About fifteen years of age, she was presented to the Bishop of Paris to receive the religious veil at his hand, together with two other persons of the same sex. Though she was the youngest of the three, the bishop placed her first, saying that heaven had already sanctified her; by which he seems to have alluded to the promise she had already made, in the presence of SS. Germanus and Lupus, of consecrating herself to God. From that time she frequently ate only twice in the week, on Sundays and Thursdays. Her food was barley bread with a few beans. At the age of fifty, by the command of certain bishops, she mitigated this austerity so far as to allow herself a moderate use of fish and milk. Her prayer was almost continual, and generally attended with a large flow of tears. After the death of her parents she left Nanterre, and settled with her grandmother at Paris, but sometimes undertook journeys upon motives of charity, and illustrated the cities of Meaux, Laon, Tours, Orleans, and all other places wherever she went, with miracles and remarkable predictions. God permitted her to meet with some severe trials; for at a certain time all persons indiscriminately seemed TO be in a combination against her, and persecuted her under the opprobrious names of visionary, hypocrite, and the like imputations, all tending to asperse her innocency. The arrival of St. Germanus at Paris, probably on his second journey to Britain, for some time silenced her calumniators; but it was not long ere the storm broke out anew. Her enemies were fully determined to drown her, when the Archdeacon of Auxerre arrived with , or blessed bread, sent her by St. Germanus, as a testimony of his particular esteem for her virtues, and a token of communion. This seems to have happened whilst St. Germanus was absent in Italy in 449, a little before his death. This circumstance, so providentially opportune, converted the prejudices of her calumniators into a singular veneration for her during the remainder of her life. The Franks or French had then possessed themselves of the better part of Gaul, and Childeric, their king, took Paris. During the long blockade of that city, the citizens being extremely distressed by famine, St. Genevieve, as the author of her life relates, went out at the head of a company who were sent to procure provisions, and brought back from Arcis-sur-Aube and Troyes several boats laden with corn. Nevertheless, Childeric, when he had made himself master of Paris, though always a pagan, respected St. Genevieve, and, upon her intercession, spared the lives of many prisoners, and did several other acts of clemency and bounty. Our saint, out of her singular devotion to St. Dionysius and his companions, the apostles of the country, frequently visited their tombs at the borough of Catulliacum, which many think the borough since called St. Denys. She also excited the zeal of many pious persons to build there a church in honour of St. Dionysius, which King Dagobert I afterwards rebuilt with a stately monastery in 629. St. Genevieve likewise performed several pilgrimages, in company with other holy virgins, to the shrine of St. Martin at Tours. These journeys of devotion she sanctified by the exercises of holy recollection and austere penance.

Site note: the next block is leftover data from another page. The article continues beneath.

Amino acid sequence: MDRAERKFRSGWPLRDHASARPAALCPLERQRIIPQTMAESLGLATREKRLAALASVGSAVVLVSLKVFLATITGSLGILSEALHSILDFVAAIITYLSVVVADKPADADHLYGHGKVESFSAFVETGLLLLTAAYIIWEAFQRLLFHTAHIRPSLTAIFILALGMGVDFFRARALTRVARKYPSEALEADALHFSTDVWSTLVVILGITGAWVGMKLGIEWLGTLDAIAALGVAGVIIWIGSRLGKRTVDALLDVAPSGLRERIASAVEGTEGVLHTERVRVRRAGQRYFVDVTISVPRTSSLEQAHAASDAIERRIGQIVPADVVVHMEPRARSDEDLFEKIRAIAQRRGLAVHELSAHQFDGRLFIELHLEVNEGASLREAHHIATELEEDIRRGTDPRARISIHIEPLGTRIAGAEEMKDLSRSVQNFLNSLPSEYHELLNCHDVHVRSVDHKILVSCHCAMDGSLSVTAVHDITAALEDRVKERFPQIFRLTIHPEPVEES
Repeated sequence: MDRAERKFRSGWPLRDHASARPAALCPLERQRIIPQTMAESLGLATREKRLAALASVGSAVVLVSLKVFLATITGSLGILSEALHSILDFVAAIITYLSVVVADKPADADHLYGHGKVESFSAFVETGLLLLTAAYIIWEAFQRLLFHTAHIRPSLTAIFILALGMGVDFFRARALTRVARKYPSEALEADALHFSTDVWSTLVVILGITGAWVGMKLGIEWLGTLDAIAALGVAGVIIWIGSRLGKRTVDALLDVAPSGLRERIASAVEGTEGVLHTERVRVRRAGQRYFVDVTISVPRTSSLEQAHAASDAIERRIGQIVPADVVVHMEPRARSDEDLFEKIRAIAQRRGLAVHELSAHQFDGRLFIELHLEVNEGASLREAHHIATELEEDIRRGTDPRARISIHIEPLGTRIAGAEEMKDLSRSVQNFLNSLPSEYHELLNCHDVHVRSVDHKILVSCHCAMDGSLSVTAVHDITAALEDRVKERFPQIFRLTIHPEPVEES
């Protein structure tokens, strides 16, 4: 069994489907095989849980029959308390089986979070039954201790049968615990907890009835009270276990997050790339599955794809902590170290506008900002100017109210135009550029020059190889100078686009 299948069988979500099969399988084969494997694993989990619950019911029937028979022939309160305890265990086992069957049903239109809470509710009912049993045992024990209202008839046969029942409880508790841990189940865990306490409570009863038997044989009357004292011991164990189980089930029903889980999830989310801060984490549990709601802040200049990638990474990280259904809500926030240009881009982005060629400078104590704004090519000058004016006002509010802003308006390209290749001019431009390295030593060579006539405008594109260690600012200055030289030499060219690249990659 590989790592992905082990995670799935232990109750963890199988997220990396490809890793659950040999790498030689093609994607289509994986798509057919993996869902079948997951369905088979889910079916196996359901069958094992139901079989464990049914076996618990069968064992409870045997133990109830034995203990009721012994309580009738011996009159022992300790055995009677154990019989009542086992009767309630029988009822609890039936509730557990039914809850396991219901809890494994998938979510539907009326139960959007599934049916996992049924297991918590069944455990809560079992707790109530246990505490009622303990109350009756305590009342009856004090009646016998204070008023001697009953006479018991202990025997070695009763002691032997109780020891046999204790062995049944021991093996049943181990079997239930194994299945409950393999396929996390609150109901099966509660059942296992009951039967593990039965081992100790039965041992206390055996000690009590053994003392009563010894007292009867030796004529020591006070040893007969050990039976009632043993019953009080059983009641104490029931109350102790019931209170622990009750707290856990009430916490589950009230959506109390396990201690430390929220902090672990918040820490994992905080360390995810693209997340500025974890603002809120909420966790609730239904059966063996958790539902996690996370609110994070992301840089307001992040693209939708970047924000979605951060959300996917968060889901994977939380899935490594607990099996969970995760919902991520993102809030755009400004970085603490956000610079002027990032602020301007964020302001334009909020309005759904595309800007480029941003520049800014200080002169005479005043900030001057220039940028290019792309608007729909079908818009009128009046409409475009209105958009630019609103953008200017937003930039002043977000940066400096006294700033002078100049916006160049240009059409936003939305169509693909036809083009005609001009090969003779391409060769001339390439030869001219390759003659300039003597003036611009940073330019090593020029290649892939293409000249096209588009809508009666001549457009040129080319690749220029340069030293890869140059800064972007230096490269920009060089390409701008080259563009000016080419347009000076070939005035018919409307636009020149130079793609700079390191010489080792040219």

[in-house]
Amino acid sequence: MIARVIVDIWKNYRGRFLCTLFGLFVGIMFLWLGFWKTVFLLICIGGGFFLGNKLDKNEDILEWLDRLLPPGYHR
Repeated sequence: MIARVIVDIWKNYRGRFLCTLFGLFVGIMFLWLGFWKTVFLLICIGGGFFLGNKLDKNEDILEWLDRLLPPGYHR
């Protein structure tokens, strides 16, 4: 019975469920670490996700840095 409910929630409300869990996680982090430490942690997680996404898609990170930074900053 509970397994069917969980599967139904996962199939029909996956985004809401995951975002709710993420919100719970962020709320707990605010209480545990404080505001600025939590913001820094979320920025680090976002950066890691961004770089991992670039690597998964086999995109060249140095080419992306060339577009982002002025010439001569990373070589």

King Clovis, who embraced the faith in 496, listened often with deference to the advice of St. Genevieve, and granted liberty to several captives at her request. Upon the report of the march of Attila with his army of Huns, the Parisians were preparing to abandon their city, but St. Genevieve persuaded them, in imitation of Judith and Hester, to endeavour to avert the scourge, by fasting, watching, and prayer. Many devout persons of her sex passed many days with her in prayer in the baptistry; from whence the particular devotion to St. Genevieve, which is practiced at St. John-le-rond, the ancient public baptistry of the church of Paris, seems to have taken rise. She assured the people of the protection of heaven, and their deliverance; and though she was long treated by many as an impostor, the event verified the prediction, that barbarian suddenly changing the course of his march, probably by directing it towards Orleans.